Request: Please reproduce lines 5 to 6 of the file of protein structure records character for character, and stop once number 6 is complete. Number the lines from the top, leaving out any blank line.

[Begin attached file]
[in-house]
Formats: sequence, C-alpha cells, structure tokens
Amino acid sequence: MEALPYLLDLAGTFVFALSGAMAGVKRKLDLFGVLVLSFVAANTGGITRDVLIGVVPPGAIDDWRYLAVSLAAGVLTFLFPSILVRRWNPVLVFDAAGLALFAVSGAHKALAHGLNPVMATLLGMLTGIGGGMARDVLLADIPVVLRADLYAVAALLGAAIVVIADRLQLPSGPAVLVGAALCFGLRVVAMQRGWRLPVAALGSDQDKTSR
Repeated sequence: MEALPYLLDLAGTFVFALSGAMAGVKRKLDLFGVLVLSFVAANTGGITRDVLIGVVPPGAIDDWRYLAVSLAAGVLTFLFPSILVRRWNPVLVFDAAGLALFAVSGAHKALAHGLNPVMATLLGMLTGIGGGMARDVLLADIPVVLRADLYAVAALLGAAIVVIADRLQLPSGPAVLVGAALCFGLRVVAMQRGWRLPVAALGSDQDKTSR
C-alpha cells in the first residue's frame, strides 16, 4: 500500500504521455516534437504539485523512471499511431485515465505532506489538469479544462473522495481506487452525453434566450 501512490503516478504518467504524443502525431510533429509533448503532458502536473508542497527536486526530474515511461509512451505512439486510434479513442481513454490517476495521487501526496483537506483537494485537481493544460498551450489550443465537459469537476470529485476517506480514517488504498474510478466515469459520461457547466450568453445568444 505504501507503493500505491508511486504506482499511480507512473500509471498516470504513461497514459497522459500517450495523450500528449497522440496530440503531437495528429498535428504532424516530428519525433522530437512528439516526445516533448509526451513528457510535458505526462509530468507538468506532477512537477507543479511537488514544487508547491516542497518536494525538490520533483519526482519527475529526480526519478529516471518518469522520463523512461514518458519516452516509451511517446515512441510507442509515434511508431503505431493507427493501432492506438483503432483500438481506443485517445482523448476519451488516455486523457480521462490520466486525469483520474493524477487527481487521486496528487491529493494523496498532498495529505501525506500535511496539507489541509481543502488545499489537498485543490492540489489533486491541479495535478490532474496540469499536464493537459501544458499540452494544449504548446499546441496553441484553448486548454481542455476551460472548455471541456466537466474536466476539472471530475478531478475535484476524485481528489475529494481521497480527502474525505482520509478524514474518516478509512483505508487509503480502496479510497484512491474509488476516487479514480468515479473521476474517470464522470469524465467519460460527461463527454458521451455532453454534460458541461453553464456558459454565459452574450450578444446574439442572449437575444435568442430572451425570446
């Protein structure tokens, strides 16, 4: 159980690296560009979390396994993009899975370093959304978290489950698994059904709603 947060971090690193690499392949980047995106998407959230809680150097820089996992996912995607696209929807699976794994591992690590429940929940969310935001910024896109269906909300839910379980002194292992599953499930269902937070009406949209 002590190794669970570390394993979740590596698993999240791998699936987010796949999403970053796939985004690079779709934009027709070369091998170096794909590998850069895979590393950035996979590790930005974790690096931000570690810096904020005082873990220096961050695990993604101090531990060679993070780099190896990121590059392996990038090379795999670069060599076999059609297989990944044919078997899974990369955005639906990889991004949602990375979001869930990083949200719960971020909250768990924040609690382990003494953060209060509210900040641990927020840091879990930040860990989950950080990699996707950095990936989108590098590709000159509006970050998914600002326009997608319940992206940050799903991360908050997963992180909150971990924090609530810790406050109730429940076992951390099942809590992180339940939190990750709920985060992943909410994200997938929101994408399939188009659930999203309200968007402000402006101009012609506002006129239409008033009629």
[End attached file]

C-alpha cells in the first residue's frame, strides 16, 4: 500500500504521455516534437504539485523512471499511431485515465505532506489538469479544462473522495481506487452525453434566450 501512490503516478504518467504524443502525431510533429509533448503532458502536473508542497527536486526530474515511461509512451505512439486510434479513442481513454490517476495521487501526496483537506483537494485537481493544460498551450489550443465537459469537476470529485476517506480514517488504498474510478466515469459520461457547466450568453445568444 505504501507503493500505491508511486504506482499511480507512473500509471498516470504513461497514459497522459500517450495523450500528449497522440496530440503531437495528429498535428504532424516530428519525433522530437512528439516526445516533448509526451513528457510535458505526462509530468507538468506532477512537477507543479511537488514544487508547491516542497518536494525538490520533483519526482519527475529526480526519478529516471518518469522520463523512461514518458519516452516509451511517446515512441510507442509515434511508431503505431493507427493501432492506438483503432483500438481506443485517445482523448476519451488516455486523457480521462490520466486525469483520474493524477487527481487521486496528487491529493494523496498532498495529505501525506500535511496539507489541509481543502488545499489537498485543490492540489489533486491541479495535478490532474496540469499536464493537459501544458499540452494544449504548446499546441496553441484553448486548454481542455476551460472548455471541456466537466474536466476539472471530475478531478475535484476524485481528489475529494481521497480527502474525505482520509478524514474518516478509512483505508487509503480502496479510497484512491474509488476516487479514480468515479473521476474517470464522470469524465467519460460527461463527454458521451455532453454534460458541461453553464456558459454565459452574450450578444446574439442572449437575444435568442430572451425570446
């Protein structure tokens, strides 16, 4: 159980690296560009979390396994993009899975370093959304978290489950698994059904709603 947060971090690193690499392949980047995106998407959230809680150097820089996992996912995607696209929807699976794994591992690590429940929940969310935001910024896109269906909300839910379980002194292992599953499930269902937070009406949209 002590190794669970570390394993979740590596698993999240791998699936987010796949999403970053796939985004690079779709934009027709070369091998170096794909590998850069895979590393950035996979590790930005974790690096931000570690810096904020005082873990220096961050695990993604101090531990060679993070780099190896990121590059392996990038090379795999670069060599076999059609297989990944044919078997899974990369955005639906990889991004949602990375979001869930990083949200719960971020909250768990924040609690382990003494953060209060509210900040641990927020840091879990930040860990989950950080990699996707950095990936989108590098590709000159509006970050998914600002326009997608319940992206940050799903991360908050997963992180909150971990924090609530810790406050109730429940076992951390099942809590992180339940939190990750709920985060992943909410994200997938929101994408399939188009659930999203309200968007402000402006101009012609506002006129239409008033009629």